1. Valentine's Day content builds consistently to the big day
This graph shows how Valentine’s Day content begins to trend in mid-January and builds consistently until February 14. It appears that the best time to launch your Valentine’s Day campaigns is about a month out from the big day (so if you haven’t already pushed them live, get to it!). But also take note of when interest in the content is at its highest. In this case, it’s between February 10 and February 14, so it’s a great time to engage your audiences. Therefore, if you can, allocate more budget to these days for more impact.
2. Valentine's Day content is consumed at the last minute
Valentine’s Day in 2018 fell on a Wednesday, and we can see that engagement was highest on that day and those prior. Pace your campaigns accordingly, and focus on when engagement is highest for the greatest effect.
3. Women are planners, men are "panickers"
Despite not tracking devices or users, contextual data still reveals interesting consumer stories—and Valentine’s Day is no exception. Exploring content about gift ideas for men or women reveals when each sex begins researching what they’ll buy their significant others.
The data suggests that women were much better prepared for Valentine’s Day than men, with content for gift ideas for men seeing strong engagement throughout February. On the other hand, content with gift ideas for women surged on the last day, suggesting that men are waiting until the last minute for their Valentine’s Day inspirations.
This insight helps optimize campaign pacing and messaging. When targeting your Valentine’s Day audience, look to start with messaging for women, and then migrate to last-minute help for men.
4. People are primarily searching for date ideas and tips on "how to be more romantic"
The chart shows that 32 percent of all Valentine’s Day content was categorized under “Date Ideas,” suggesting that this is the main reason why people engage with Valentine’s Day content. “Romance Tips” came in a close second (30 percent). The data seems to show that we’re all trying hard to be more romantic lovers but are underprepared when it comes to planning the date, and it also gives marketers blueprints for their campaigns.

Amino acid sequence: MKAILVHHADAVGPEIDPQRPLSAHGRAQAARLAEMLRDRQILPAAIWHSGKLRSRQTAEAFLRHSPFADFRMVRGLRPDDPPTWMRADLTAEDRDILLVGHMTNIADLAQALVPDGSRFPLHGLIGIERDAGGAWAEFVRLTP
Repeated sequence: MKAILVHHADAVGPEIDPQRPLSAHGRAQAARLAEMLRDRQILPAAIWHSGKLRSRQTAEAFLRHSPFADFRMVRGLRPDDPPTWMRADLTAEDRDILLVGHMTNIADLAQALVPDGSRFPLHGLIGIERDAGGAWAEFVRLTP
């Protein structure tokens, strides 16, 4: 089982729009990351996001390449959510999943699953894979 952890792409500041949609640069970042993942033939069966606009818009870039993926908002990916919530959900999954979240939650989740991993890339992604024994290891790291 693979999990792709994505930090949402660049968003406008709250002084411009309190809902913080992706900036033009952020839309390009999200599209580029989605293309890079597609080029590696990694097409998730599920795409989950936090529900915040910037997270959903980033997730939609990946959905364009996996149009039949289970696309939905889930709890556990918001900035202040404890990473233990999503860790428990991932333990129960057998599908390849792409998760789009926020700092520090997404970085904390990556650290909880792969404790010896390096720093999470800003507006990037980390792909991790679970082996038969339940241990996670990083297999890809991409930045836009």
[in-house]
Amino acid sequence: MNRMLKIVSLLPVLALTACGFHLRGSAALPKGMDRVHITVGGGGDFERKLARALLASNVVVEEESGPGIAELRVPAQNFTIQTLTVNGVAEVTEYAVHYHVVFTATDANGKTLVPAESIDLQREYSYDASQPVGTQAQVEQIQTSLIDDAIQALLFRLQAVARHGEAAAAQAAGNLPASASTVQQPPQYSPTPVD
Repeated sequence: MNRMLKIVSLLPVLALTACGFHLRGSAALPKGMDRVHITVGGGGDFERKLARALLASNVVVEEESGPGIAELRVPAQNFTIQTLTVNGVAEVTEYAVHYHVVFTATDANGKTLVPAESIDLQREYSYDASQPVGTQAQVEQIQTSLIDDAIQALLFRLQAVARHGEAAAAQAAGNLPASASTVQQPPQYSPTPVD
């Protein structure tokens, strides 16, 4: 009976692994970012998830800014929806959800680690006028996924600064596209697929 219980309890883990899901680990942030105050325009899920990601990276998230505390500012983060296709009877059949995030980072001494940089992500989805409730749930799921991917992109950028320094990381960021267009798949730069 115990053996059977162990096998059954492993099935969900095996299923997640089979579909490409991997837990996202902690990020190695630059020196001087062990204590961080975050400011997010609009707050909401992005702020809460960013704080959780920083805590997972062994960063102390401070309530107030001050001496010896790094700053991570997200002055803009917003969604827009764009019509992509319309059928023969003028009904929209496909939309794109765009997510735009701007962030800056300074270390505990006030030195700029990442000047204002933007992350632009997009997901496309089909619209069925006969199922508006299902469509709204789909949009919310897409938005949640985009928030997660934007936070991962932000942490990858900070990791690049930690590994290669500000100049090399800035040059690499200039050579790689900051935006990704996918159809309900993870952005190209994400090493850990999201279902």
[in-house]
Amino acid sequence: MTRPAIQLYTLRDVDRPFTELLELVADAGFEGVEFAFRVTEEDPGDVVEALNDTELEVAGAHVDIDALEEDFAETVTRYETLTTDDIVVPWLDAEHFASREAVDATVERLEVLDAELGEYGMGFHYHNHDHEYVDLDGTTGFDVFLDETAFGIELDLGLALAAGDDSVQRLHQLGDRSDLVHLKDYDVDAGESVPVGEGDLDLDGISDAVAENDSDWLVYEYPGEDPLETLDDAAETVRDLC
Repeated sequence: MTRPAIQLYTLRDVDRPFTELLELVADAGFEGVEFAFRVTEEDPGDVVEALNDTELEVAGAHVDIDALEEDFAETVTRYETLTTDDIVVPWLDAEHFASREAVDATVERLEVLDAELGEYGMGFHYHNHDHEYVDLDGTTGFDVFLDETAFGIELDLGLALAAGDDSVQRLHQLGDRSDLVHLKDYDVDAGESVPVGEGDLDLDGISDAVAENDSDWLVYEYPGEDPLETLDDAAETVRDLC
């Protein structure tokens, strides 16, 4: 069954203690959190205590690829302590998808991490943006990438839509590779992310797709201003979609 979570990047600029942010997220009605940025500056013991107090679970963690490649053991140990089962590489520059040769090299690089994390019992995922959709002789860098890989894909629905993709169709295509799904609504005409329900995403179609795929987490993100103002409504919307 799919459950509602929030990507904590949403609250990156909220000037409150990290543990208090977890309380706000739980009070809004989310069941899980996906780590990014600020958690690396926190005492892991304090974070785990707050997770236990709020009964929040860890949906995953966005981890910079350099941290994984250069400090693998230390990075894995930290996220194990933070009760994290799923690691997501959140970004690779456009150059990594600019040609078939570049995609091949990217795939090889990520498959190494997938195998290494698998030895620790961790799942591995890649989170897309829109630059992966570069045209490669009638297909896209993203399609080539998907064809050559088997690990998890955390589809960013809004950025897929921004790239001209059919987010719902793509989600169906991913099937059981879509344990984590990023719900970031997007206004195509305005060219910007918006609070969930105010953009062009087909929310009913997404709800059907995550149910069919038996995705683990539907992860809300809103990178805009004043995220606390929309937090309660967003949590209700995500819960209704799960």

People are looking for ideas, inspiration, and help to make the day special so they can impress their partners. You should tap into these desires to engage audiences with the content that they’re most interested in and searching for.
5. Gift giving and Valentine's Day go hand-in-hand
The words populating the Valentine’s Day contextual predicts segment can also be found in adjacent segments that also focus on gift giving. Segments such as “Father’s Day, “fashion,” “gift giving,” and others all feature a similar mix of keywords found in the Valentine’s Day segment. Therefore, you can use these segments to generate more reach into connected audience groups and scale your campaigns further.
Whether you’re a fan of Valentine’s Day or not, you can’t deny its importance for retailers and advertisers alike. And with so much at stake, it’s essential that any campaigns you have running at this time are given the best opportunity to succeed. The aforementioned data and context insights should lead to better, more informed campaigns. And if context isn’t already a part of your digital strategy , consider adding it—context segments can be activated in DSPs at any point and have an immediate impact on where your ads appear.
About Allan Stormon
Allan is the Content Marketing Manager at Oracle Data Cloud. He leads the content strategy and global content marketing program, producing content that helps marketers create and launch more effective campaigns with data.